Colored Mascara Is Instagram's Latest Beauty Craze — & It's So Easy To Pull Off

Colored mascara has fallen in and out of vogue over the past decades. It hit the mass market scene first in the '60s, when Revlon released hues like mauve and dark green to eager consumers. Twenty years later, in the late '80s and early '90s, colored mascara started trending yet again, but this time the hues complimented the more-is-more looks of the era, like grungy smoky eyes and dramatic washes of blue eyeshadow.

Colored mascara has made yet another resurgence this year, but instead of using it to supplement a bold eye look, makeup enthusiasts all over Instagram have chosen to use it in more pigmented, purposeful ways.

"Colored mascara is its own statement," says makeup artist Tami Shirey. Think: Just blue mascara worn as a pop of color with nothing else, she says. Thanks to modern day makeup aficionados' love for colored lashes, the beauty world has been blessed with crisp, defined looks in bold shades like turquoise, burgundy, and royal blue.

Curious to see what we mean? Check out our guide to wearing colored mascara in the slides ahead.

The Trick: Prep & Prime

Those of you who've tried colored mascara before know that it takes some layering to get the color to go pop — especially if you have darker eyelashes. "I apply colored mascara straight onto bare lashes if the lashes are light," says Shirey. "But if you have dark, thick lashes use a primer first before putting the color on."
Most eyelash primers come in light hues, like white or pink, making them the perfect base to layer color over top. This one from L'Oréal goes on white and instantly boosts lashes.

L'Oréal Voluminous Lash Primer, $8.99, available at Ulta Beauty.
The Trick: When In Doubt, Go Blue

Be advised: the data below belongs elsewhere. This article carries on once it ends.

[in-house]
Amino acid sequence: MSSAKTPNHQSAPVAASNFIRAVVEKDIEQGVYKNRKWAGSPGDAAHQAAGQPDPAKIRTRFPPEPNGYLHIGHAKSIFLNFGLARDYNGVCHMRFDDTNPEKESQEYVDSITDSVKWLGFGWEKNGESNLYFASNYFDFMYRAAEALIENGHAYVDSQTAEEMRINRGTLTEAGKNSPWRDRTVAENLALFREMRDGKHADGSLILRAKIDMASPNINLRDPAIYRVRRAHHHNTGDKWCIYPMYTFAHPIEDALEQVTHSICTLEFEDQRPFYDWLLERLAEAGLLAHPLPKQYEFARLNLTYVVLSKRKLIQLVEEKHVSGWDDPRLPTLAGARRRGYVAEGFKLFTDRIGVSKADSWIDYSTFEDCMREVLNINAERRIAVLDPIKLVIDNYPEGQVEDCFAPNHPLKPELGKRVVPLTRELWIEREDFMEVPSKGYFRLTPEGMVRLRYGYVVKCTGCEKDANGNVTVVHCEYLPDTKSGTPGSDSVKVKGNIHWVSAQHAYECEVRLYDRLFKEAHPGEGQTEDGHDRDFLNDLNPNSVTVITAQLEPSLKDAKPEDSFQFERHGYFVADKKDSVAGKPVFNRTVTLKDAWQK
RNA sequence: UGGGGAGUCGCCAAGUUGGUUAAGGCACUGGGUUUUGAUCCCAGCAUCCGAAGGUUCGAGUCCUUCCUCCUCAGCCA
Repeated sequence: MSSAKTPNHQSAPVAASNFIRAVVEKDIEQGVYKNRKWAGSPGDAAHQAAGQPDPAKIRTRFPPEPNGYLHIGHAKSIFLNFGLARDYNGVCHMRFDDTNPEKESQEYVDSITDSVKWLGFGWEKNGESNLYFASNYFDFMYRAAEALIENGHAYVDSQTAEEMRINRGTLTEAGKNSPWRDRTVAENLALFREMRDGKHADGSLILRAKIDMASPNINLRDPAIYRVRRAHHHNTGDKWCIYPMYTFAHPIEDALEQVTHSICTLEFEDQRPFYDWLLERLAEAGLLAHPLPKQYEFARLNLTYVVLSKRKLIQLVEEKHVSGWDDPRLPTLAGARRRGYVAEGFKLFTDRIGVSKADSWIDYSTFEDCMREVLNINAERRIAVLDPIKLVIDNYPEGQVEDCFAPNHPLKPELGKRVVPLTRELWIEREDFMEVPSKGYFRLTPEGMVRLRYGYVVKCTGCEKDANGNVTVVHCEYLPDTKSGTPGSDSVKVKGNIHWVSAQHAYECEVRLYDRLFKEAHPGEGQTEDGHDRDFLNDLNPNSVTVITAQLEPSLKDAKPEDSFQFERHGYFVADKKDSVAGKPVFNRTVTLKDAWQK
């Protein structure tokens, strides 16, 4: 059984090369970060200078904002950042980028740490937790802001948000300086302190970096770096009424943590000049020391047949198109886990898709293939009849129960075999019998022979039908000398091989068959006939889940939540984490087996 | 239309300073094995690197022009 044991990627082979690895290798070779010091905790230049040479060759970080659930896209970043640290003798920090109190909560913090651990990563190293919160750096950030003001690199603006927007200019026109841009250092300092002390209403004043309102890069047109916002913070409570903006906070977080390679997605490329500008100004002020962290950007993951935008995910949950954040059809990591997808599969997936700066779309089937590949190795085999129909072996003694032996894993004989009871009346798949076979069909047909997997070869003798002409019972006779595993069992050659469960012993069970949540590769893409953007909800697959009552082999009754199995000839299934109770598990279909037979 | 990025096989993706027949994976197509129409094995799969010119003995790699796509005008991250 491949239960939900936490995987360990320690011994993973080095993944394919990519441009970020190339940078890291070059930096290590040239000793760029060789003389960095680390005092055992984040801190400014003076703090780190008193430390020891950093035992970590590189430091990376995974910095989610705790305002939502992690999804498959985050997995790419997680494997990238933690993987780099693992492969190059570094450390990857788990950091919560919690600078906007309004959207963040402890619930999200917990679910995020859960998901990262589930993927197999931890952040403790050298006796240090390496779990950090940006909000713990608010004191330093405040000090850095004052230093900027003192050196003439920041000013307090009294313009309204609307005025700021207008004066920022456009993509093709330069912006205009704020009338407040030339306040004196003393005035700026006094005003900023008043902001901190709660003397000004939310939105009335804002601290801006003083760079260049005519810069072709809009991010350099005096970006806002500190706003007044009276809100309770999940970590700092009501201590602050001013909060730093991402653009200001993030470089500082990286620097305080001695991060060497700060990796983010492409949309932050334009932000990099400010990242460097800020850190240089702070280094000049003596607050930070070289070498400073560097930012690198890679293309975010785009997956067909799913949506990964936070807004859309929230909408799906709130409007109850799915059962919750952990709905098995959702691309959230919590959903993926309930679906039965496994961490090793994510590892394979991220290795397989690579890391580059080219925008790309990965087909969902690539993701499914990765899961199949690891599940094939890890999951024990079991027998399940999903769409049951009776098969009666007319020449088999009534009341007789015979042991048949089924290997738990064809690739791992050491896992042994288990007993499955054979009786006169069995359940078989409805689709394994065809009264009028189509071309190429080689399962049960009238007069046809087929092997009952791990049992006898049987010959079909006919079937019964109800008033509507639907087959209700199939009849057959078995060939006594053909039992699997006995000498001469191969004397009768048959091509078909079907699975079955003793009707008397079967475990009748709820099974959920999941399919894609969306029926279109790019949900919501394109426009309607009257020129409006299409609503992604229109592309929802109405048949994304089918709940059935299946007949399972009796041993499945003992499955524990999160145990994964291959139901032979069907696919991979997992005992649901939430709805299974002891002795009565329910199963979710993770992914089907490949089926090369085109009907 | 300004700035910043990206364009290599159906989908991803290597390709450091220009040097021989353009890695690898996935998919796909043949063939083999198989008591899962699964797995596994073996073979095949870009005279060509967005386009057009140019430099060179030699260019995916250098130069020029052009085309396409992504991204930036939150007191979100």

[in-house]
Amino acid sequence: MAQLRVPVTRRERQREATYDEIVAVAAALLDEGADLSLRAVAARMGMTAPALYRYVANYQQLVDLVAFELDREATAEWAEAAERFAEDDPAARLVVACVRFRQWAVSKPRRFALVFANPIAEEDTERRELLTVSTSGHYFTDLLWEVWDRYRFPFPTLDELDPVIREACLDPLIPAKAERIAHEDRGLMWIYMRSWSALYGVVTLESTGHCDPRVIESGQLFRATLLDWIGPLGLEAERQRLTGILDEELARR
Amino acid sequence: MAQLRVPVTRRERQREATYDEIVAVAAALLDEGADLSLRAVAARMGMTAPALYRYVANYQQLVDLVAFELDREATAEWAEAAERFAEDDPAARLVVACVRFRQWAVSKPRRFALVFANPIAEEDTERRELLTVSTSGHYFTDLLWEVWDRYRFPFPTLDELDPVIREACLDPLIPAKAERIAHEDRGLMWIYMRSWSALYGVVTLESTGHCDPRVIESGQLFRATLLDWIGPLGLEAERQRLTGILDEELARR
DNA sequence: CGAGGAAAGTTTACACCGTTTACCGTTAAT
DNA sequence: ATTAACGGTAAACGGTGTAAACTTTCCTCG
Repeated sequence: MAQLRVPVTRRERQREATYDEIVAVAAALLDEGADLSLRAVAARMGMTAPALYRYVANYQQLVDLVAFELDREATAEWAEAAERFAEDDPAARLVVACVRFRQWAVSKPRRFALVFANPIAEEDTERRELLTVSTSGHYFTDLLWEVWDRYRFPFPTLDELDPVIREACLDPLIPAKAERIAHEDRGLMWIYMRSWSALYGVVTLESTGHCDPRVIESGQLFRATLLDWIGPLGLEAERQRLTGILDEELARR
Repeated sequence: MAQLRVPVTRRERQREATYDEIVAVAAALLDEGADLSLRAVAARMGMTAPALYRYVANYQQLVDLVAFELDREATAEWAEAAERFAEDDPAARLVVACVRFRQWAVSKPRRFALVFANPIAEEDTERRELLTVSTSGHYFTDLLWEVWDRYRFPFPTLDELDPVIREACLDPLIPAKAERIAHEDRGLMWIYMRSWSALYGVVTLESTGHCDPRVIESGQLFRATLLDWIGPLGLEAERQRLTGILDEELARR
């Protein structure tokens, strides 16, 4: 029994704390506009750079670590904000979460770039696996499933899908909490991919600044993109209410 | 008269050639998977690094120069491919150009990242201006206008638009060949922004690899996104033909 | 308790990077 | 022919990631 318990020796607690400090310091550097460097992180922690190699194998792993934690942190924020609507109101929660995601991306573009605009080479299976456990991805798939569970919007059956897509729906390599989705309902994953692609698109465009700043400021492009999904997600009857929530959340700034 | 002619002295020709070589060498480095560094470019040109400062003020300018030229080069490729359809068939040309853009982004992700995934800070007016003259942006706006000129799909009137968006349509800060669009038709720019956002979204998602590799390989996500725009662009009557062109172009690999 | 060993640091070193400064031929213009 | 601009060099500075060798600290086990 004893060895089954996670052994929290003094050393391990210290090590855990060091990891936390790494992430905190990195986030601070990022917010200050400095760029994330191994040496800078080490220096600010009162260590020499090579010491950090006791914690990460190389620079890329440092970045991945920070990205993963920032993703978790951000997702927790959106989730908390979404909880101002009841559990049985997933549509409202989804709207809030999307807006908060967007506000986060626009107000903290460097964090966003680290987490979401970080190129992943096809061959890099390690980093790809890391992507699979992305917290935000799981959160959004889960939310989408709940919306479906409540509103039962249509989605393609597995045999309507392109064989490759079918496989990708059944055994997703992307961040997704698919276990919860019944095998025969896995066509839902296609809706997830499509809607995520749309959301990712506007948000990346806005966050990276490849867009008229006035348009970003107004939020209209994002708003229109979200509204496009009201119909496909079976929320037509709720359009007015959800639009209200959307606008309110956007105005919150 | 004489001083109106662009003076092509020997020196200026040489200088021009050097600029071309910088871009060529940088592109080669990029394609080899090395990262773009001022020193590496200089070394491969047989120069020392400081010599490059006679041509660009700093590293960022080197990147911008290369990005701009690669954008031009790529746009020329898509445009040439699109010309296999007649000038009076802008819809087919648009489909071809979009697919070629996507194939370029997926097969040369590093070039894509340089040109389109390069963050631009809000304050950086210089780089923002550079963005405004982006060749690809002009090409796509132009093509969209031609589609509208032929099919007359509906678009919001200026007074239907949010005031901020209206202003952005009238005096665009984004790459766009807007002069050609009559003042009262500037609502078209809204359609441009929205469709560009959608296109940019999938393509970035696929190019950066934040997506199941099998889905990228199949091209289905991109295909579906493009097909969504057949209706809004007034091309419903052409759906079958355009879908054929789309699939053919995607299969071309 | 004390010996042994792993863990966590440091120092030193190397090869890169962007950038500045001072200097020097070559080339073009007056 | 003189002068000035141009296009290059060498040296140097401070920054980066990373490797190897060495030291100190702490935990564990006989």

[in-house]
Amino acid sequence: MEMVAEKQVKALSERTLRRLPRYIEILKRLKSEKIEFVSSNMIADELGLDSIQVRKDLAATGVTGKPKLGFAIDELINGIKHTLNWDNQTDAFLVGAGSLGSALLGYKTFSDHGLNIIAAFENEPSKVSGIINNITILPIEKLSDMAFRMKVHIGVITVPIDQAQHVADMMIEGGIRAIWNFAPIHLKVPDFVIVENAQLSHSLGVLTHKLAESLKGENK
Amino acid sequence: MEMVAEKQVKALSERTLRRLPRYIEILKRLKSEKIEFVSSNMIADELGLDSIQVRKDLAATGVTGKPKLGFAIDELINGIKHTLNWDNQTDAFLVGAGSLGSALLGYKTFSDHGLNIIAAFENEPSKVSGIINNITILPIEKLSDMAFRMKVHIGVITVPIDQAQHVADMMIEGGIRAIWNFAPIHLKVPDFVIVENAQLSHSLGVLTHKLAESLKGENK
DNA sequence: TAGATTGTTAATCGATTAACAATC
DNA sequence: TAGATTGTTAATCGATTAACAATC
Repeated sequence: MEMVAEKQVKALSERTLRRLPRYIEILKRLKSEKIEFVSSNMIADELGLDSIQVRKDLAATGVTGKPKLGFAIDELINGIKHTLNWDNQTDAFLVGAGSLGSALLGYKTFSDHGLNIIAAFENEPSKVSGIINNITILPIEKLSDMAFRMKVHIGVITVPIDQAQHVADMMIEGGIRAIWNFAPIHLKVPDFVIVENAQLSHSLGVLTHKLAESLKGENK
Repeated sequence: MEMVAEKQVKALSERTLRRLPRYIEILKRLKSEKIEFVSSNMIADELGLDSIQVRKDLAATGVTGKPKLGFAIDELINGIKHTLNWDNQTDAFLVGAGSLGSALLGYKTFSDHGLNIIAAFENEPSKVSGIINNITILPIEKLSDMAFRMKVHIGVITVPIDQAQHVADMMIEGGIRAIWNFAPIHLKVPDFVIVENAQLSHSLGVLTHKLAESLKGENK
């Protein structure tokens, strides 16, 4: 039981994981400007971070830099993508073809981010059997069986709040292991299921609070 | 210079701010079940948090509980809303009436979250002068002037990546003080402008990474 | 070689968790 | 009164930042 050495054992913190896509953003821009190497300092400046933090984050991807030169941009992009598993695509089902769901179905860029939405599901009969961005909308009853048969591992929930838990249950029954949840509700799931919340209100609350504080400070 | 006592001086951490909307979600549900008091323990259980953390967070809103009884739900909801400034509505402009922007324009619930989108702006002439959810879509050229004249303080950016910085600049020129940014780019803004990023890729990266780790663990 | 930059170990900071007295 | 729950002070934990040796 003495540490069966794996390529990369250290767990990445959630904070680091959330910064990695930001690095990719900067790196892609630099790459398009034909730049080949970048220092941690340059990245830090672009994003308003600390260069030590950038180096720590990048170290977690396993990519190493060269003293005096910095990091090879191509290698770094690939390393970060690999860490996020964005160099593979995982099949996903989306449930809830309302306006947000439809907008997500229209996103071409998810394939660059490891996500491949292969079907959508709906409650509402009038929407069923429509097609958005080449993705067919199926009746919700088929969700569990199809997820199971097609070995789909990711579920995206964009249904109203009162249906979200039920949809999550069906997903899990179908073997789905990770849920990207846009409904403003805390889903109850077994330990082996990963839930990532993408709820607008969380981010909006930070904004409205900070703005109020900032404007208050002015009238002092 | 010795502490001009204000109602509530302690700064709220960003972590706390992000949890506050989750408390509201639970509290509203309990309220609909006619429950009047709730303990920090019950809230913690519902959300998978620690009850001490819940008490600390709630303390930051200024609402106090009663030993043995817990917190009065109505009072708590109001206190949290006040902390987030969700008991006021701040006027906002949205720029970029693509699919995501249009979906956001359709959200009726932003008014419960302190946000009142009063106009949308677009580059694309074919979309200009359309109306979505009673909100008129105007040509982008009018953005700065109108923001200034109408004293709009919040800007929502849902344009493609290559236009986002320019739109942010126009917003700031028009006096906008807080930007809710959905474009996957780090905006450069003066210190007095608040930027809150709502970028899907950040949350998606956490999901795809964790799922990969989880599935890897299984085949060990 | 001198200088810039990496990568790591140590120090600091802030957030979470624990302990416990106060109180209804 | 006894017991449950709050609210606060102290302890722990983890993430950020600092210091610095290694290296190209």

Colored mascara can be intimidating, that's why Shirey recommends starting with deep blue hues rather than reaching for anything too bright your first time. Blue mascara is what we like to call a "gateway product" to bolder and brighter hues. Why? Depending on its intensity, it can pass as black but still serve as a pop of fun color.
This royal blue mascara from Marc Jacobs can be layered for an bold effect or applied more subtly.

Marc Jacobs Beauty O!Mega Lash Volumizing Mascara in All About Yves, $28, available at Sephora.
The Trick: Let Your Eye Color Guide You

While there are no right or wrong colors when it comes to mascara, certain hues will flatter different eye colors better — that's why Shirey recommends keeping basic color theory in mind. Those with blue irises might find shades of green or brown most flattering whereas shades like purple, green, and blue will bring out brown eyes. Green-eyed gals will love warm browns and purples. What's more? As a general rule, warm-toned colors like red, pink, peach, or burgundy will quickly warm up any eye color, says Shirey.
Burgundy is a color that has a chameleon-like effect on the lashes. In certain lights the shade can veer brown, whereas when packed on heavily it looks impactful — and almost a little smoky.

Yves Saint Laurent The Shock Volumizing Mascara in Burgundy Bad, $29, available at Nordstrom.
The Trick: Keep It Minimal

Since colored mascara makes such a bold statement on its own, Shirey likes to keep the rest of her makeup relatively minimal. Think: Fresh, natural-looking skin, with a layer of bronzer or blush to warm up your complexion. Wear your colored mascara solo or add a thin cat-eye to define your eyes even more, she instructs.
This liquid eyeliner from DHC is perfect for creating itty bitty cat-eyes and thin, crisp lines. It features a paint brush-style tip that deposits the perfect amount of opaque, long-lasting color.

DHC Liquid Eyeliner EX, $20, available at DHC.

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